When I stopped in at Magda’s four years ago, the elevator and railway tracks had disappeared completely. Magda had the town to herself and it’s been so since the last of the hold out old-timers passed on. Magda struggles to make ends meet with a couple dozen sheep, a small wheat field swamped by nearby agribusiness over spray, and a museum of how it used to be.
It is easy to feel nostalgic for the demise of a small town in the vast Canadian prairies, for a way of life that kept people in touch with the land. But there are even larger issues at stake here, issues that are large and frightening because Cargill and like-minded corporate interests are reaching far beyond a monopoly in transportation. In the late 90’s I came across a news release published in the “Ram’s Horn. It was and is, a clarion call for our attention to eroding food safety and control. This corporate press released trumpeted the intent of Cargill and Monsanto for form a worldwide joint venture first to create..., “a system that links biotechnology research and development from seeds through processing to the customer..., with plans to explore future opportunities to expand the partnership into agriculture and food.”
As we know, these pronouncements have largely come to pass. More centralization of transport, terminator seeds, cattle cloning and genetic engineering..., a process that violates species and organism boundaries.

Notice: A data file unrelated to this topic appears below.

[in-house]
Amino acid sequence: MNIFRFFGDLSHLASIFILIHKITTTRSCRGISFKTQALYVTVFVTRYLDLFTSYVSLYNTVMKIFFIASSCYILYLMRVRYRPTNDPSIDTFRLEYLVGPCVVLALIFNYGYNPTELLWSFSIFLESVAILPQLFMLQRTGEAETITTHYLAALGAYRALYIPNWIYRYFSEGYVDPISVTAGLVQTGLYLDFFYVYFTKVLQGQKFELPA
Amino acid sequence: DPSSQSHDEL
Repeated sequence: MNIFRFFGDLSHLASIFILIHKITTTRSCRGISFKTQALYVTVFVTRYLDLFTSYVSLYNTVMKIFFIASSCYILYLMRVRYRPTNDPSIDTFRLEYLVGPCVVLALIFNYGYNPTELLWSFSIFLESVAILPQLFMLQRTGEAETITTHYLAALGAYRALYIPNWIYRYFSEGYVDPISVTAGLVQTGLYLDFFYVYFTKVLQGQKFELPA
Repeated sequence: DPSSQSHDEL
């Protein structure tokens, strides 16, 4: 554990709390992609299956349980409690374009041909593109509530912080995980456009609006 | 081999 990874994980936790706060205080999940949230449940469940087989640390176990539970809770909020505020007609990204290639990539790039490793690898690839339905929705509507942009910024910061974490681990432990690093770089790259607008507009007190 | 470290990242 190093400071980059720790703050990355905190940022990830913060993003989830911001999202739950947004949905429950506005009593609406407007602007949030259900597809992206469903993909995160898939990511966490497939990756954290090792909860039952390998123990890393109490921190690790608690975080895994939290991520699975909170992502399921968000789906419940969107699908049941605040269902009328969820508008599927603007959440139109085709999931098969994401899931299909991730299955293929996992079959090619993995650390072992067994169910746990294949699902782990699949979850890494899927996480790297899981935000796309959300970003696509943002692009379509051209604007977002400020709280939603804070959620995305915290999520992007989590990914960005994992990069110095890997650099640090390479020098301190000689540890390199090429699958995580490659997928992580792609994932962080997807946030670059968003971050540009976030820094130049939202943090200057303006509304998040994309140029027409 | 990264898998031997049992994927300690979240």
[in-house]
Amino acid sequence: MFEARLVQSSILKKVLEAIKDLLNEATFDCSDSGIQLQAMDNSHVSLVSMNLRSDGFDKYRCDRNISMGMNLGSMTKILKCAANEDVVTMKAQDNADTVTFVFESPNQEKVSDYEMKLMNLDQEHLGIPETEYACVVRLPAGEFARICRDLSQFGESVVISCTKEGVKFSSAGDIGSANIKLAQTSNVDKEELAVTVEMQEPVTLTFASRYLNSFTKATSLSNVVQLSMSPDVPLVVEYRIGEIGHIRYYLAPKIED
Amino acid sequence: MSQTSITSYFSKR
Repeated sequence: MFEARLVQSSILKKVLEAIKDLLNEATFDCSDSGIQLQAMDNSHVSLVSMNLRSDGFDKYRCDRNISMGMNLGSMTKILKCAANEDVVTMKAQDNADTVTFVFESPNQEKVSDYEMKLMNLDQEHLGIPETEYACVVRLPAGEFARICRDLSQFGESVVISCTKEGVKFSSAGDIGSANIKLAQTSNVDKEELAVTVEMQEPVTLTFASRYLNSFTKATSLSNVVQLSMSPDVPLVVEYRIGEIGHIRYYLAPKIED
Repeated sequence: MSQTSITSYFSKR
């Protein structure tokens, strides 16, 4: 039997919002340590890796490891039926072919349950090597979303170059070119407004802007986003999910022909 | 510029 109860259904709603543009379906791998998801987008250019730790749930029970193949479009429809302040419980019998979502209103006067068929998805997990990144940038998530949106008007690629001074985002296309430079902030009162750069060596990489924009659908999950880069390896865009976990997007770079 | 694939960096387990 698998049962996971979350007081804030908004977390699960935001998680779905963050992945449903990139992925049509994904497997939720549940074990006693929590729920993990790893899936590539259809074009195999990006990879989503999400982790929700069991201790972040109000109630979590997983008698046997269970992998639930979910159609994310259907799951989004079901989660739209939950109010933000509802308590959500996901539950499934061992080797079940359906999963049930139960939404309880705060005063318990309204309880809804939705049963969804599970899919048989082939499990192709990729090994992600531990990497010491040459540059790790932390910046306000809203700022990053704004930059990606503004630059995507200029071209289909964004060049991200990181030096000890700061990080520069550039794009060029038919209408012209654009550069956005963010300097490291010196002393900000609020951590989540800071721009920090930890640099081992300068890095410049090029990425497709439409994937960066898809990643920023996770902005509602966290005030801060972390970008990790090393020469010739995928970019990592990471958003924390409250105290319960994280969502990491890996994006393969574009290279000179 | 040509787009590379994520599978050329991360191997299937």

I was initially taken in by the propaganda of genetic engineering; that genetic engineering is merely a step beyond natural selection, a tweak here and a tweak there, and voila! a marvelous pest free, self fertilizing, sunshine producing agricultural marvel. I considered the media reports that extolled GE and its offer of abundant and overflowing crops for the starving masses. But, when I learned how genetic engineering introduces genetic material into a cell that would not normally accept such an addition I was shocked. It is done with great violence.
My mind flashes back to Bett’s photo album and pictures of her gourmet dinner companions. I see Mrs. Cargill lifting a fork to her mouth, glancing unemotionally at the camera. Granted, this Mrs. Cargill may have had little to do with the decisions being made to dramatically and violently manipulate our food. Somehow I envision the people behind such threatening science, such mono-focused, bottom-line oriented thinking as dark-suited power brokers with leering grins. What intrigued me then and intrigues me now is a frightening suspicion that the Cargill’s are real people, who travel and eat, just like you and me.
Copyright Dianne Bersea